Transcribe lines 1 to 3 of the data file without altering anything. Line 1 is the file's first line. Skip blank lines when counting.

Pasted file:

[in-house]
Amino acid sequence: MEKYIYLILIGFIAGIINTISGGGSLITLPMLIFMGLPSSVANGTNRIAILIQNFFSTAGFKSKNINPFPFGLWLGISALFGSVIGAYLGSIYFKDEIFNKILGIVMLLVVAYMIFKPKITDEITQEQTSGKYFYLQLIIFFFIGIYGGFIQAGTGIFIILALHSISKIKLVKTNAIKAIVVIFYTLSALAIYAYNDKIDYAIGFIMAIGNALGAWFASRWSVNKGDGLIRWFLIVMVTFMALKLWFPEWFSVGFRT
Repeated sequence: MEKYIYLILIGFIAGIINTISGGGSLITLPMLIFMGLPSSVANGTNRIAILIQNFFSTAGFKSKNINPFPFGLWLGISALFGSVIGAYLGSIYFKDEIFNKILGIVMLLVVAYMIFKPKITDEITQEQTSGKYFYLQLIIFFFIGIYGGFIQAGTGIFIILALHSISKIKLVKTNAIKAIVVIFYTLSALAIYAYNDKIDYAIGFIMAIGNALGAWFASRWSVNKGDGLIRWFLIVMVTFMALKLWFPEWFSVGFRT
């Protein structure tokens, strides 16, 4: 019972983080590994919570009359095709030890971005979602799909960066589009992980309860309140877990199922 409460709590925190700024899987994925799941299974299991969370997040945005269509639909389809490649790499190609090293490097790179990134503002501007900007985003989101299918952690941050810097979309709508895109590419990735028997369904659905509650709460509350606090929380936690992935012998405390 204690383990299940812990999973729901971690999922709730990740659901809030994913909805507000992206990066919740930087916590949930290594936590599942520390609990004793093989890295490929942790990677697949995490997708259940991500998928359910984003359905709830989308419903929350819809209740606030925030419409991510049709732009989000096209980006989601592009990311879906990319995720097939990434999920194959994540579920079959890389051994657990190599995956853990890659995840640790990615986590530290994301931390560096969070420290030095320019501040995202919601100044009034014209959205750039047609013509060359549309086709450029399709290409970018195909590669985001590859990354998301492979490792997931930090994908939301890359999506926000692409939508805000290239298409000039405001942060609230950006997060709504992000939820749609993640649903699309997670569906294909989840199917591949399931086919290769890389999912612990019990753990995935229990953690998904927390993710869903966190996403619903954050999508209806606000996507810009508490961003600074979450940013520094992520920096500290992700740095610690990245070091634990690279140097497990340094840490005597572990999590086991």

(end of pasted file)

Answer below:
[in-house]
Amino acid sequence: MEKYIYLILIGFIAGIINTISGGGSLITLPMLIFMGLPSSVANGTNRIAILIQNFFSTAGFKSKNINPFPFGLWLGISALFGSVIGAYLGSIYFKDEIFNKILGIVMLLVVAYMIFKPKITDEITQEQTSGKYFYLQLIIFFFIGIYGGFIQAGTGIFIILALHSISKIKLVKTNAIKAIVVIFYTLSALAIYAYNDKIDYAIGFIMAIGNALGAWFASRWSVNKGDGLIRWFLIVMVTFMALKLWFPEWFSVGFRT
Repeated sequence: MEKYIYLILIGFIAGIINTISGGGSLITLPMLIFMGLPSSVANGTNRIAILIQNFFSTAGFKSKNINPFPFGLWLGISALFGSVIGAYLGSIYFKDEIFNKILGIVMLLVVAYMIFKPKITDEITQEQTSGKYFYLQLIIFFFIGIYGGFIQAGTGIFIILALHSISKIKLVKTNAIKAIVVIFYTLSALAIYAYNDKIDYAIGFIMAIGNALGAWFASRWSVNKGDGLIRWFLIVMVTFMALKLWFPEWFSVGFRT